Does Cauchy Completeness imply the Heine-Borel theorem generally?

I've been working through some reverse math with the completeness definitions of a metric space. More over, I've learned that in a metric space X that is ordered, The Least Upper Bound Property, Cauchy Criterion, Nested Interval Theorem, and Heine-Borel Theorem are all equivalent (provided that the Archimedean Property is true).

My Question: Let X be a metric space and suppose X is Cauchy complete. Does the Heine-Borel Theorem follow? In other words, is it true that if every Cauchy sequence converges to a limit in X, then every closed and bounded set in X is compact?

I've been able to show this is true for $$\mathbb{R}^n$$. Is this true for a general metric space?

You already got a counterexample in another answer but let me add a potentially useful fact. If $$X$$ is a metric space then $$Y\subseteq X$$ is compact iff it is complete and totally bounded. In particular if $$X$$ is complete then $$Y\subseteq X$$ is compact iff it is closed and totally bounded. (Note that the closed unit ball in an infinite dimensional Banach space is bounded but not totally bounded)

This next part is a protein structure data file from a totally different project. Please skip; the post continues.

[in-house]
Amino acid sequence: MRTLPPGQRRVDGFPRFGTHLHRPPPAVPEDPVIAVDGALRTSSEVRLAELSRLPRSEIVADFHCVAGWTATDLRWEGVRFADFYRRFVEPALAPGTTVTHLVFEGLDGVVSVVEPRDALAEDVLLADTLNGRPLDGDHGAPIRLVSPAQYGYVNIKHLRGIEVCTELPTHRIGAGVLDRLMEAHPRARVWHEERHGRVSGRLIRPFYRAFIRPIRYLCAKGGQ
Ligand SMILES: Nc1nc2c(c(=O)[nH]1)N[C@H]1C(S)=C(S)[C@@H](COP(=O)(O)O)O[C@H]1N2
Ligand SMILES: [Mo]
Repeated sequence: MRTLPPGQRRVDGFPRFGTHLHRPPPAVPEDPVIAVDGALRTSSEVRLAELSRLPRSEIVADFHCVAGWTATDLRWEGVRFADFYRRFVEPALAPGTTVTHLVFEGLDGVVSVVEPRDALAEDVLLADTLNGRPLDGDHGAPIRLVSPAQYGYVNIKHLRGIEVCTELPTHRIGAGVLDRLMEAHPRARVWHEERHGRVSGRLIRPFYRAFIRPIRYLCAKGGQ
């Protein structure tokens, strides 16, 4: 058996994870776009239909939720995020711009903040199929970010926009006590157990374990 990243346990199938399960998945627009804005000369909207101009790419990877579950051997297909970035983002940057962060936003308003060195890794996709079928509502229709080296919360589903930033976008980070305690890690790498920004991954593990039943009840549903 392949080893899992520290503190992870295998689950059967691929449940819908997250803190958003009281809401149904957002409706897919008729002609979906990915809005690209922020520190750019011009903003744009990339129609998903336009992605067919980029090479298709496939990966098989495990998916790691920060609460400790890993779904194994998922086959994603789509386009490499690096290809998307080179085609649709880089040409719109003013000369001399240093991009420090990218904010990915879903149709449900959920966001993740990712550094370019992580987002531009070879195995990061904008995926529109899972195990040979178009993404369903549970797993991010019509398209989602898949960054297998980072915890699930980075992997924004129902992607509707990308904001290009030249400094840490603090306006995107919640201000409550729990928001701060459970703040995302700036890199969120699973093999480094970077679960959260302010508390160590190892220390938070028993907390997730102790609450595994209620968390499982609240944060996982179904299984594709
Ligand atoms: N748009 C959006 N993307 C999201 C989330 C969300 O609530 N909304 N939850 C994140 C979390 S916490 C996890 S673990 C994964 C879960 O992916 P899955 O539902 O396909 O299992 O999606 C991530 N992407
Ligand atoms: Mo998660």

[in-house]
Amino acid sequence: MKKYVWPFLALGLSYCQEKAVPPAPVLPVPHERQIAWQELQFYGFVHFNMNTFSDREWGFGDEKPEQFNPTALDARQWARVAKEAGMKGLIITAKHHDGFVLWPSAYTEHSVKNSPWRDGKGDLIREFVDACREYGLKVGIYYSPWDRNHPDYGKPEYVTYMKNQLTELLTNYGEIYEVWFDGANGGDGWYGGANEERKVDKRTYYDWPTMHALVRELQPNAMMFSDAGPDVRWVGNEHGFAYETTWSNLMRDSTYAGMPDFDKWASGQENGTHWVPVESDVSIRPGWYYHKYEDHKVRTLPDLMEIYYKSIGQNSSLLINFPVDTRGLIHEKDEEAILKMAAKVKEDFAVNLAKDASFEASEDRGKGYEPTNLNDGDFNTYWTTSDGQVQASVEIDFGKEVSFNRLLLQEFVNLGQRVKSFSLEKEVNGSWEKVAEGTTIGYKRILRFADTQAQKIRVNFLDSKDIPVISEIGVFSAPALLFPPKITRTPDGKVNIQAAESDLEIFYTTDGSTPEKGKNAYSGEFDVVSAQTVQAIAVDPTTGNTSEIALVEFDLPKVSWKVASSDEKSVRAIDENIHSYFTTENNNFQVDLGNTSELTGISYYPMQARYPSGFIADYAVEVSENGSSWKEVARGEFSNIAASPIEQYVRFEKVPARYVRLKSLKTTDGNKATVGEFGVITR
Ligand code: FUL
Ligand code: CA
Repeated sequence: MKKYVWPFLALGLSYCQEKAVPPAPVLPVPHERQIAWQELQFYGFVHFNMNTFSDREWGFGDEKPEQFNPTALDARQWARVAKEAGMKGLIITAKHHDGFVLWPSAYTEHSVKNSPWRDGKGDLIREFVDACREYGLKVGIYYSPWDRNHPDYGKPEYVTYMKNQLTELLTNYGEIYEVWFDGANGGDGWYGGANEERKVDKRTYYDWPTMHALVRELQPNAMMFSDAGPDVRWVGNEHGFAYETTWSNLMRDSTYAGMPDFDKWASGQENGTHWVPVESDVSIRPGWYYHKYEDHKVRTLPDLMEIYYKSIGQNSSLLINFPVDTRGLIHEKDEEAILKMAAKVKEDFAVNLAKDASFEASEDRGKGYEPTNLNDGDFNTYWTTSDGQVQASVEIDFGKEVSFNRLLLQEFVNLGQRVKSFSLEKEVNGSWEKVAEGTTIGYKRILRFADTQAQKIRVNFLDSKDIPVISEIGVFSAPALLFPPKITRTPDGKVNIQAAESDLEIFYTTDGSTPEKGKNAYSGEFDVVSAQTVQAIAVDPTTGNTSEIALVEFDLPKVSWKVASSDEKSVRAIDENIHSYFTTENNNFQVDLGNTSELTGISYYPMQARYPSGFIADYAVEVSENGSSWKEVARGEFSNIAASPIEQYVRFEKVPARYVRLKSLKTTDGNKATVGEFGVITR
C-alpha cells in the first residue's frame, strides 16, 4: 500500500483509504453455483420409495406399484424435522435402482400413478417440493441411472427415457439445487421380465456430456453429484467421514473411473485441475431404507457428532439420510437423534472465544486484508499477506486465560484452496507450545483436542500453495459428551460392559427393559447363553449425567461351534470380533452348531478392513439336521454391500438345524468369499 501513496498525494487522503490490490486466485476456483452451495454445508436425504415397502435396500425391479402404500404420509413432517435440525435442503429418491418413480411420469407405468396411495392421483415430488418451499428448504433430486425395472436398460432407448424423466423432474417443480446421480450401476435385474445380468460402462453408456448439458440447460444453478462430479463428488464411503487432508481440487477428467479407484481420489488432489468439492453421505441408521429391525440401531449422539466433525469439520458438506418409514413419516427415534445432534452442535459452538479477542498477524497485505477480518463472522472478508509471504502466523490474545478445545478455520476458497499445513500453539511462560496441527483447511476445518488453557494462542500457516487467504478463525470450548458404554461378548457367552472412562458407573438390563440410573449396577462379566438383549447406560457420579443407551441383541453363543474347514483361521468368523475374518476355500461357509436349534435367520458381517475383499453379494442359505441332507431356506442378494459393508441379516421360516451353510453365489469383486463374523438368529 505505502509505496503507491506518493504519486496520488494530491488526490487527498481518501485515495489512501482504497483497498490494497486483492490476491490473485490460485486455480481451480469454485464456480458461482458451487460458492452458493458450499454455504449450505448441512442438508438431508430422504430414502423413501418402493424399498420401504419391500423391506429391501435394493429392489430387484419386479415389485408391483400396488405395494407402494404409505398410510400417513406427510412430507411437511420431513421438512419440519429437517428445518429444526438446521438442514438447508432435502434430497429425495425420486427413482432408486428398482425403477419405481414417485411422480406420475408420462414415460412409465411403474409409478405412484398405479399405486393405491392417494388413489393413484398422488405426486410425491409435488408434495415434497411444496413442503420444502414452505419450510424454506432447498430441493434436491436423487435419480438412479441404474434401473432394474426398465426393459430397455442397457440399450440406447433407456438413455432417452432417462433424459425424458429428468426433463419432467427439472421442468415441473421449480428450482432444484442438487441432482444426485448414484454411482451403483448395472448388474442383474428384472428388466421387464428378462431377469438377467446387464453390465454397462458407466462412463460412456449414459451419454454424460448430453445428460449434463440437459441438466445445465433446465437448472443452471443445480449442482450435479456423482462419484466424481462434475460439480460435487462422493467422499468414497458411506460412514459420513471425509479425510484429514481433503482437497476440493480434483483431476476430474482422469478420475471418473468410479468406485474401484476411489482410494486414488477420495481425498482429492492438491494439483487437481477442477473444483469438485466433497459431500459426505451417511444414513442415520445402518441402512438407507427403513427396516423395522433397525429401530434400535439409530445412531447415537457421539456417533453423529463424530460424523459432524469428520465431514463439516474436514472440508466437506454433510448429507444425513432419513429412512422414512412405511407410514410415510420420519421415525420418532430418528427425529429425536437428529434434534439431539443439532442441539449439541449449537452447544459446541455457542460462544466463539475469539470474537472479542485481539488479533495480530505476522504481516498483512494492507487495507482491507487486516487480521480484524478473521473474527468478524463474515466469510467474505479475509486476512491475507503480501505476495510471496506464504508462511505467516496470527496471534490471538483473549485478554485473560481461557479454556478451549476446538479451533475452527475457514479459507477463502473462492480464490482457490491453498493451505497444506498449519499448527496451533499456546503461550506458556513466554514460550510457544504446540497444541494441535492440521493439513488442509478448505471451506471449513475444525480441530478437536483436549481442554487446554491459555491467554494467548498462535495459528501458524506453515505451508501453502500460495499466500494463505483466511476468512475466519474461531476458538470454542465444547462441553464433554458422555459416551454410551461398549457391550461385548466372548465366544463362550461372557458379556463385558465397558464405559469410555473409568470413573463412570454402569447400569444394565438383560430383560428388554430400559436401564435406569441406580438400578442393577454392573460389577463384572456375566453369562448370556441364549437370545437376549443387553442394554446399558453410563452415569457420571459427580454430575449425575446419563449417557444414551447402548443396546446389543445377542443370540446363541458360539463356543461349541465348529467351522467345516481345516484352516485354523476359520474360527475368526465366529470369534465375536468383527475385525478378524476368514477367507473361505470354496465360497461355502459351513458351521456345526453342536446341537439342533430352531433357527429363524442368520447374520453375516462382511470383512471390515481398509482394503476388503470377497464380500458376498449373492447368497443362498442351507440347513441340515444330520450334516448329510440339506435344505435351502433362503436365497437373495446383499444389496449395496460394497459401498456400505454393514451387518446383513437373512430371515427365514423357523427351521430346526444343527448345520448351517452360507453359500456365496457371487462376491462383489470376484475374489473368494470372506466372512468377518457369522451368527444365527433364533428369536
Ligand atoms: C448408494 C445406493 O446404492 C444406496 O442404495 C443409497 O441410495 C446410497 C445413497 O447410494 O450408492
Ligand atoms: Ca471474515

A simple counter-example is the discrete metric, that is, $$d(x,y)=1$$ when $$x\ne y,$$ on an infinite set $$X.$$ Any $$d$$-Cauchy sequence is eventually constant and hence convergent. And every subset of $$X$$ is closed and bounded, but only the finite subsets of X are compact.
Another impediment is that if $$d$$ is a $$complete$$ metric on a set $$X$$ (that is, if every $$d$$-Cauchy sequence converges in $$X$$) then the metric $$e(x,y)=\min (1,d(x,y))$$ is also complete, and $$e$$ generates the same topology as $$d$$ does. Hence $$d$$ and $$e$$ generate the same collections of closed sets and of compact sets. So $$X$$ itself is closed and $$e$$-bounded, but not necessarily compact.
For example let $$X=\Bbb R$$ and $$d(x,y)=|x-y|$$ and $$e(x,y)=\min (1,|x-y|).$$